Jan 10, 2024 | Neurodiversity

Common ADHD Myths

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Over the past 25 years, research has helped to dispel many myths about ADHD, including the idea that it is a childhood disorder that disappears in adulthood. Education and awareness can help dispel misconceptions and myths surrounding neurodiversity. Today, we want to talk about a few common myths related to ADHD to help people better understand the condition. Better understanding fosters better accommodations, kindness, and consideration to those who face challenges in their daily lives. 

ADHD Myth #1: Only boys are diagnosed with ADHD 

According to the Centers for Disease Control and Prevention (CDC) “boys (13%) are more likely to be diagnosed with ADHD than girls (6%).” There are several differences between AMAB males and AFAB females in relation to symptoms of ADHD, which makes it more likely to be diagnosed among boys. Everyday Health cites common external behaviours such as excessive talking, fidgeting or constant interrupting, are common among boys.  

However, girls are more likely to exhibit the following: 

  • Daydreaming 
  • Quietness 
  • Struggling to maintain friendships 
  • Developing anxiety and or depression 
  • Masking with perfectionism 

“For many with inattentive ADHD, they are the ones daydreaming in class rather than paying attention. However, since they aren’t being disruptive, their symptoms can easily go unnoticed.”

American Psychological Association 

Since these behaviours are often less disruptive, girls tend to go unnoticed in their symptoms. Many girls are not diagnosed until much later in life when they begin to struggle with things like maintaining a job, mood disorders, or struggle with anxiety or self-esteem issues. 

ADHD Myth #2: It isn’t a “real” medical disorder  

ADHD is a neurological condition. Science and extensive research have found that there are anatomical differences in the brain in those with ADHD, and the frontal lobes, caudate nucleus, and cerebellar vermis of the brain are affected in ADHD (American Psychiatric Association).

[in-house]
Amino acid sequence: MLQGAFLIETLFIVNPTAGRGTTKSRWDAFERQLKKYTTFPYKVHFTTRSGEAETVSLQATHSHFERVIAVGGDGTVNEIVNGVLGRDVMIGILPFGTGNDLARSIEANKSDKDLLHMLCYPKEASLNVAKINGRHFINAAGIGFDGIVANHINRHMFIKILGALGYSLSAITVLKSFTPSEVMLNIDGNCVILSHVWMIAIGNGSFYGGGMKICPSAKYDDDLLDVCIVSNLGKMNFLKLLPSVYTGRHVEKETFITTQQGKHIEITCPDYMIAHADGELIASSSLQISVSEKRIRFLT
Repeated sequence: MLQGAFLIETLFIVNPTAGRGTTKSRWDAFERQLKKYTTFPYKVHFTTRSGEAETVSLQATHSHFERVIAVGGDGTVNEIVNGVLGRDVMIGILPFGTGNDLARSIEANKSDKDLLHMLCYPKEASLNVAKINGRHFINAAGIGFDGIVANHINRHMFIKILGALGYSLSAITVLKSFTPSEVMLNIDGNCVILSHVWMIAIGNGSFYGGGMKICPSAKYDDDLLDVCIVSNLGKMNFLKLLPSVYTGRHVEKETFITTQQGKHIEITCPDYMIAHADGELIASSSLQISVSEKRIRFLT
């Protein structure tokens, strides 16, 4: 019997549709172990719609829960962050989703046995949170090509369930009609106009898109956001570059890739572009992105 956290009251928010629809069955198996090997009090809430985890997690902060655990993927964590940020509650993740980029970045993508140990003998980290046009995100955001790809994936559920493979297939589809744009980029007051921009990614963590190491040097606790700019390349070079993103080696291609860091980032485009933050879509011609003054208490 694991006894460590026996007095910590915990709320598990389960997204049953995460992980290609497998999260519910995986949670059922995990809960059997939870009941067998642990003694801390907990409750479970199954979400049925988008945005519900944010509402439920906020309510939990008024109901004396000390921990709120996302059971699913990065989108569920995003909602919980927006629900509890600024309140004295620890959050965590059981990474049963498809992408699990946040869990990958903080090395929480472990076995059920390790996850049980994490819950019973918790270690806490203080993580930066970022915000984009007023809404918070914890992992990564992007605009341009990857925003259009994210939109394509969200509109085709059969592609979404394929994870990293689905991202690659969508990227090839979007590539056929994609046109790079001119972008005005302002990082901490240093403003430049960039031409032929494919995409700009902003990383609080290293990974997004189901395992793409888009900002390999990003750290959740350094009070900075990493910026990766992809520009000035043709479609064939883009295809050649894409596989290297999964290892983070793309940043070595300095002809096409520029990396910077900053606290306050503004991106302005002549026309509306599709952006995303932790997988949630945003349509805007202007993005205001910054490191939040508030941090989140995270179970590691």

“Like neurological disorders, neurodevelopmental disorders affect the structure or function of your brain or nervous system. This means that scientists have identified biological irregularities that can be seen in advanced imaging tests or treated with medications.”

Healthline 

Many people believe that ADHD symptoms are behavioural and can be fixed with discipline or better parenting, which is a misconception. An article from Healthline emphasizes that “irregularities in the brain can cause behavioral issues, such as trouble with emotional regulation or impulsivity. They can also affect the way people think, learn, and interact with others.”  

ADHD Myth #3: ADHD is a learning disability 

ADHD is a neurodevelopmental disorder and not a learning disability, according to the CDC. However, since individuals who are diagnosed with ADHD often struggle with traditional learning settings, they are widely conflated. In an article from Medical News Today, the following may impact a person’s ability to be successful in a learning environment: 

  • Reduced executive function 
  • Hyperactivity 
  • Trouble paying attention 
  • Disorganization 
  • Impulsivity 
  • Lack of attention to detail 

On the other hand, individuals with ADHD can possess exceptional skills and are successful in a variety of different aspects. People with ADHD are more than capable of being successful and impactful contributing members to the workplace, maintaining healthy relationships, and performing highly in schools and other environments. 

We hope that we have shed some light on these common ADHD misconceptions. If you would like to discuss more about neurodivergent education training, and how you can implement a more inclusive workplace, please contact the Candor team today. 

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